The exhibition and performance project “With Eyes Aghast: Transmannerist Reactions” focuses on contemporary queer mannerisms in a critically playful way. The curatorial team’s invitation is aimed at an imaginatively grotesque distortion of the xhibit space and other parts of the Schillerplatz: surprising decorative fine art and architecture forms meet with burlesque and drag formats. Historical mannerism, which marks a rupture in every expression, finds a contemporary mirror in this transdisciplinary project, which pursues what Gustav René Hocke described as “the alchemy of language” in his work Die Welt als Labyrinth (1957, The World as a Labyrinth). Epigrammatically, as it were, the artists’ works counter socioeconomic constraints visible in emerging autocratic forms of power with a queer and decolonizing thrust.
The title of the project refers to the mannerist Sacro Bosco in Bomarzo where a sphinx welcomes the visitors entering the site with the following words: “Whoever does not wander through this place with raised brows and lips pressed tightly together would not even admire the Seven Wonders of the World.” (Horst Bredekamp, Vicino Orsini und der Heilige Wald von Bomarzo, 1985) The world of wonders that manifests itself in an overall mannerist concept challenges its vis-à-vis to creatively and actively intervene in the circumstances given and engage in their highest form, artistic expression and understanding.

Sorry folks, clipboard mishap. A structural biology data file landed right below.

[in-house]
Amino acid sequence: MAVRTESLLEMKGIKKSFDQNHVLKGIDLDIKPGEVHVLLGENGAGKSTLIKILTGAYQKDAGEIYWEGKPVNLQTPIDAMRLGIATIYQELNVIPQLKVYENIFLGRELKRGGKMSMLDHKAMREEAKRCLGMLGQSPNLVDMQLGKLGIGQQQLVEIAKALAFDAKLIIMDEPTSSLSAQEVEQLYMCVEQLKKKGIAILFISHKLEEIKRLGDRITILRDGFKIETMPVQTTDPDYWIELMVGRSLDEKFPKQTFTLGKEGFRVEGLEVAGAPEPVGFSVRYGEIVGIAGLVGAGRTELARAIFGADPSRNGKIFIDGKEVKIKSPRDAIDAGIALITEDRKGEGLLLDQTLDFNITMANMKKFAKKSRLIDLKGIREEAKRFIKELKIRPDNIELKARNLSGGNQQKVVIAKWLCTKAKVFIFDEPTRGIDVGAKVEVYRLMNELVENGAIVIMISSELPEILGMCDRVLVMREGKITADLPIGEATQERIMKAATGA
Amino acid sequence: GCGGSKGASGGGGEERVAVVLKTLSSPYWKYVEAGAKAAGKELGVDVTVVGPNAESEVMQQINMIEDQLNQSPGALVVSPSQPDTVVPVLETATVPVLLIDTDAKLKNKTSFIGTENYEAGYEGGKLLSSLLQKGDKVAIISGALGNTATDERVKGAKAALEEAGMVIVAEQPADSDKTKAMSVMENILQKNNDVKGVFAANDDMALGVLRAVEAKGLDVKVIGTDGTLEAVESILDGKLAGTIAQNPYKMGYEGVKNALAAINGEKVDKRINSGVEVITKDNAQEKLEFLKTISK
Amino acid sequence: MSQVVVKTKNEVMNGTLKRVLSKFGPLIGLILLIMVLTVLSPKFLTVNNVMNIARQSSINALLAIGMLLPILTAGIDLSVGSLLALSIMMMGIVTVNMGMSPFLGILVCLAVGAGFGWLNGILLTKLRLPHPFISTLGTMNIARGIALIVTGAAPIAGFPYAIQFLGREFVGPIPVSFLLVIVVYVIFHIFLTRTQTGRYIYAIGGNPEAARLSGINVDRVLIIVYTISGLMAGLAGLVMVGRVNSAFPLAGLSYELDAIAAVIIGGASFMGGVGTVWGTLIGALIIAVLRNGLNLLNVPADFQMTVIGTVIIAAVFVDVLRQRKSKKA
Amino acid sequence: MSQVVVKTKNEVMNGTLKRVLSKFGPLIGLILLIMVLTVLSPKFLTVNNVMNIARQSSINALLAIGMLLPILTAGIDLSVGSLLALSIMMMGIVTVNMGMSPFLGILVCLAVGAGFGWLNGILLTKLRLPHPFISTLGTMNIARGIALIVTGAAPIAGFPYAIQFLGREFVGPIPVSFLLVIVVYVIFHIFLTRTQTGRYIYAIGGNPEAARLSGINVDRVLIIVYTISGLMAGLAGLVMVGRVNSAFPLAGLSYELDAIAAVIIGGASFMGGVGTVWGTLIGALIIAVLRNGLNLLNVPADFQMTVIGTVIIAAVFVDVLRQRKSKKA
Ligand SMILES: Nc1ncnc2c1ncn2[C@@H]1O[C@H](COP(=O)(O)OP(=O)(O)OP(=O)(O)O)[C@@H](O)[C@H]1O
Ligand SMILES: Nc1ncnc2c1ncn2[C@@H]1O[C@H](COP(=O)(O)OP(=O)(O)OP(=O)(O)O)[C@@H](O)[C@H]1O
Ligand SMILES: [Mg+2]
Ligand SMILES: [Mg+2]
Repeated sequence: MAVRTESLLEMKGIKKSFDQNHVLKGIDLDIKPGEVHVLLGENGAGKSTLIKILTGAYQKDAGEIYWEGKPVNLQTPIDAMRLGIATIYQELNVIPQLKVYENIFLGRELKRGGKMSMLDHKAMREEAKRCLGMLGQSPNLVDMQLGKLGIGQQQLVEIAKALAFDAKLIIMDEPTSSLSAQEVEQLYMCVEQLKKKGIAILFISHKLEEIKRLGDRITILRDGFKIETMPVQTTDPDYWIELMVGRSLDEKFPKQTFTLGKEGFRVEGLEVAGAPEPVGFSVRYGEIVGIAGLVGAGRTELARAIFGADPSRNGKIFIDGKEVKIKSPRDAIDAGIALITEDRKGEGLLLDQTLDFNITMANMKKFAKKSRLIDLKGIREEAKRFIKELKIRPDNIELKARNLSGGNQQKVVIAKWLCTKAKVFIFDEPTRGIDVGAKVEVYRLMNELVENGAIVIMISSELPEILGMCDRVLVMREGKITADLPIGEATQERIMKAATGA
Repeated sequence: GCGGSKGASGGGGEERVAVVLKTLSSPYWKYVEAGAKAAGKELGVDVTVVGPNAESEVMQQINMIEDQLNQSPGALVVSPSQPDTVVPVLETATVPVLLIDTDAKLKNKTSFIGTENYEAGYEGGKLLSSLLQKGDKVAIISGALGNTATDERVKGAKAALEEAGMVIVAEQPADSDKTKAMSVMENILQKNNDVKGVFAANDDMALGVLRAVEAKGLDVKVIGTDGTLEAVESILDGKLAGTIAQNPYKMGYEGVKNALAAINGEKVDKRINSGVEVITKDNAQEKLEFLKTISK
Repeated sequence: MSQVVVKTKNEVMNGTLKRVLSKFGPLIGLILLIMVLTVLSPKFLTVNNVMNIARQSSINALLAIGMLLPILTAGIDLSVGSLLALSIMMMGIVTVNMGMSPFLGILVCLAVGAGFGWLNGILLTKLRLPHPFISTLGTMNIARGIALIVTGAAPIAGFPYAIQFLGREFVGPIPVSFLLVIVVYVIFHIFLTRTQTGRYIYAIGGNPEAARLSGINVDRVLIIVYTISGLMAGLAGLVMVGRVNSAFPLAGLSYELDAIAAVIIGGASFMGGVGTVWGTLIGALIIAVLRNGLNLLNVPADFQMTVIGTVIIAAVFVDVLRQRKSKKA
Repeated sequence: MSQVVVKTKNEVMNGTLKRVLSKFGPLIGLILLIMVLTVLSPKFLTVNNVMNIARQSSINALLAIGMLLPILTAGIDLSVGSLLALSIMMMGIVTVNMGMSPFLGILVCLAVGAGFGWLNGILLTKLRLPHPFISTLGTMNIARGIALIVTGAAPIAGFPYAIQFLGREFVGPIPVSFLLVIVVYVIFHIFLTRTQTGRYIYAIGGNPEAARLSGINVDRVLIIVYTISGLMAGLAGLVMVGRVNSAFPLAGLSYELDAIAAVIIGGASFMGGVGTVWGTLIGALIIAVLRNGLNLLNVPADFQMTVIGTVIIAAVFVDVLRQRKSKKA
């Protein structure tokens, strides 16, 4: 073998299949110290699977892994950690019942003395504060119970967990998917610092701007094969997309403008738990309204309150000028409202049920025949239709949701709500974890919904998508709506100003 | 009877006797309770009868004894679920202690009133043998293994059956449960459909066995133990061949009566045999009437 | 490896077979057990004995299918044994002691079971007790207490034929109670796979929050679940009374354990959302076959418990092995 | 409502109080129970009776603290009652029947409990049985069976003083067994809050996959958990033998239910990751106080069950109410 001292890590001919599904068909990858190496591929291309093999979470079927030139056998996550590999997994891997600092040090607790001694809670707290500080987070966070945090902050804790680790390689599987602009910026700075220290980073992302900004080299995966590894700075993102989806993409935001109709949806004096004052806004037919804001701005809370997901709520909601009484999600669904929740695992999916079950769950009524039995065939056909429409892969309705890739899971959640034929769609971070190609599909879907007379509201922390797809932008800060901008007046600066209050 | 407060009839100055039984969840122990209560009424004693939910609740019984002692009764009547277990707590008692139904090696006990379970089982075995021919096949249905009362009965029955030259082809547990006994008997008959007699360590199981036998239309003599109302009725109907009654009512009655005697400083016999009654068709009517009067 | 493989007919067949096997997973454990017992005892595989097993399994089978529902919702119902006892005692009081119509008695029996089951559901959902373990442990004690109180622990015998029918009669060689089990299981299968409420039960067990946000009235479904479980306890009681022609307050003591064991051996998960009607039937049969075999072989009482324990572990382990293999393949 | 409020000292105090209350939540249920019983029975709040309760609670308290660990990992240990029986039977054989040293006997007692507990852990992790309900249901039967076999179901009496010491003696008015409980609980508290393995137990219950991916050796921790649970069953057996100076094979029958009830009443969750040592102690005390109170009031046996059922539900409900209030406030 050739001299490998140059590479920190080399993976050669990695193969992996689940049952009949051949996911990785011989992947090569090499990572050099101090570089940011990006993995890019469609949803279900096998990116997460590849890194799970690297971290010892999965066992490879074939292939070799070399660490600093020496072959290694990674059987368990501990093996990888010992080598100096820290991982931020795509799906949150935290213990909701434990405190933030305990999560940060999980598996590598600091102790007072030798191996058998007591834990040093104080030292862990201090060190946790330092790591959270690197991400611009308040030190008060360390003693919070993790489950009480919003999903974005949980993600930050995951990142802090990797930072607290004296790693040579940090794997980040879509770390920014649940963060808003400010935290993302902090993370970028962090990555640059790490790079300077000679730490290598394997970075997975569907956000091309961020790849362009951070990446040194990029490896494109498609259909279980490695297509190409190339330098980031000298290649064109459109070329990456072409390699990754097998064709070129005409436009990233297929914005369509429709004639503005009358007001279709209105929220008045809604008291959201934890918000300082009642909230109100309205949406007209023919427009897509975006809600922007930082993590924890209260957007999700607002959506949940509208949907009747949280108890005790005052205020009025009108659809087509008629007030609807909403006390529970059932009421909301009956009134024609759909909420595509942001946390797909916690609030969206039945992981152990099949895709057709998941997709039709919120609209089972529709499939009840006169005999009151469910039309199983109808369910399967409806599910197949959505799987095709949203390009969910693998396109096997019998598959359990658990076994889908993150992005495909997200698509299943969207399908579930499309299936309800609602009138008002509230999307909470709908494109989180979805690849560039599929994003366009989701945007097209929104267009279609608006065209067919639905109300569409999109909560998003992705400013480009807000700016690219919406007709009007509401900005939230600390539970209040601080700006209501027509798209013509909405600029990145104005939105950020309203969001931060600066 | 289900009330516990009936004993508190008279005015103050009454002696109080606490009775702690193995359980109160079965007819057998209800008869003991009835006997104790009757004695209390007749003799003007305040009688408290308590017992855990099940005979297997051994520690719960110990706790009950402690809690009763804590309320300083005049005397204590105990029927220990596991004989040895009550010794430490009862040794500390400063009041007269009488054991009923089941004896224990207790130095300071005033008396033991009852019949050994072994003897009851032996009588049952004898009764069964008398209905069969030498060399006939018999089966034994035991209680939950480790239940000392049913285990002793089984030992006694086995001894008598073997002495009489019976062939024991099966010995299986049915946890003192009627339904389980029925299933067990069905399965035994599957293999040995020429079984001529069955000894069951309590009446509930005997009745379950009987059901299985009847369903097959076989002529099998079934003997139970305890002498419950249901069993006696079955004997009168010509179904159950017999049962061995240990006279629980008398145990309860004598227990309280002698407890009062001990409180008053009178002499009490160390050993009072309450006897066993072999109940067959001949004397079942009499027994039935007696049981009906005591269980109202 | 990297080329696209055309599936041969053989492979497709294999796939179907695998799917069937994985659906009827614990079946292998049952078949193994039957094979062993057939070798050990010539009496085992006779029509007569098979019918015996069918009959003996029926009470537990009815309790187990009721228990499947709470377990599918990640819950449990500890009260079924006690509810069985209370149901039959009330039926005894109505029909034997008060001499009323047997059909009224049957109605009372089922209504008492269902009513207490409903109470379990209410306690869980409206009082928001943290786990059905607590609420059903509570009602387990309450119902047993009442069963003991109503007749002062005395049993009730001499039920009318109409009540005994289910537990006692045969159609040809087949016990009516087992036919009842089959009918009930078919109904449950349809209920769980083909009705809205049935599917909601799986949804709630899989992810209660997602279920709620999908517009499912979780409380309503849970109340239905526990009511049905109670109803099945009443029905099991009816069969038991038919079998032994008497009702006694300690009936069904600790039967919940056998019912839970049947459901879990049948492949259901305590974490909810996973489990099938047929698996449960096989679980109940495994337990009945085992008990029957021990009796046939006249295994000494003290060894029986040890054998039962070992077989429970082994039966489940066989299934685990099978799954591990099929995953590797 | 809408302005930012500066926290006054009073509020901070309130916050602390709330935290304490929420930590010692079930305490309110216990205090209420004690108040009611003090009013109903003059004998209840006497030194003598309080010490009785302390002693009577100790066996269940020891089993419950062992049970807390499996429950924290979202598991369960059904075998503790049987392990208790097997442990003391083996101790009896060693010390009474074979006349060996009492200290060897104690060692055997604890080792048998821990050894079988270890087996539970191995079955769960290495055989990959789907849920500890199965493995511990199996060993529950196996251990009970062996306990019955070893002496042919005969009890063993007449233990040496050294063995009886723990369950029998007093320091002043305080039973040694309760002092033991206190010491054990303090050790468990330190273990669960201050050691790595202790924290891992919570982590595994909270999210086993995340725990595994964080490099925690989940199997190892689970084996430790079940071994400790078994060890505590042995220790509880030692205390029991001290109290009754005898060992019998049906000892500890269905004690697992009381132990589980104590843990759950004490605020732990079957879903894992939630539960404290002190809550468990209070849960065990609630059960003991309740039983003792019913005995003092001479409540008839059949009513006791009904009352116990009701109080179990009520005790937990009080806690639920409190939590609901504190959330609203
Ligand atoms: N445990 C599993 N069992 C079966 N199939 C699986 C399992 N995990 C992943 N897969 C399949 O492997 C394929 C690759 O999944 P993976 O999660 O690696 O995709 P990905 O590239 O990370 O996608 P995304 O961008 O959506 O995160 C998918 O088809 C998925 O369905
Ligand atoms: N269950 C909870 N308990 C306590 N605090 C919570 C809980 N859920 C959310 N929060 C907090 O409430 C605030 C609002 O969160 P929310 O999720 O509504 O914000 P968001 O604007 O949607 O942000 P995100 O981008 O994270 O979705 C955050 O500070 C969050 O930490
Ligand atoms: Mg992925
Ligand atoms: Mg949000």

The garden as a site of the manifestation of and the debate on artificiality, of the disintegration of existing systems, and the reassessment of given hierarchies will be defined and discussed in a contemporary vein: (trans)mannerism may be understood as absolute empowerment on the basis of breaking away from the prevailing conditions and the creation of a physique of one’s own. Flamboyant: being a cyborg and rooted in “Creole” is what the manifesto amounts to.
Text: Ruby Sircar
After the wedding ceremony, the bride & the groom go to a gaudy room which has been prepared for them and spend the night there. The room is called “Hedjleh”. It’s in Hedjleh that they have the first opportunity to get close to each other, the first romantic moments. Some couples stay in Hedjleh for a few days. During these days they only leave Hedjleh when it’s necessary. Meanwhile, the women of their family stay around to find out how “it” was, and bring the news to the whole family. After that, the bride stays in Hedjleh and the women come to visit her.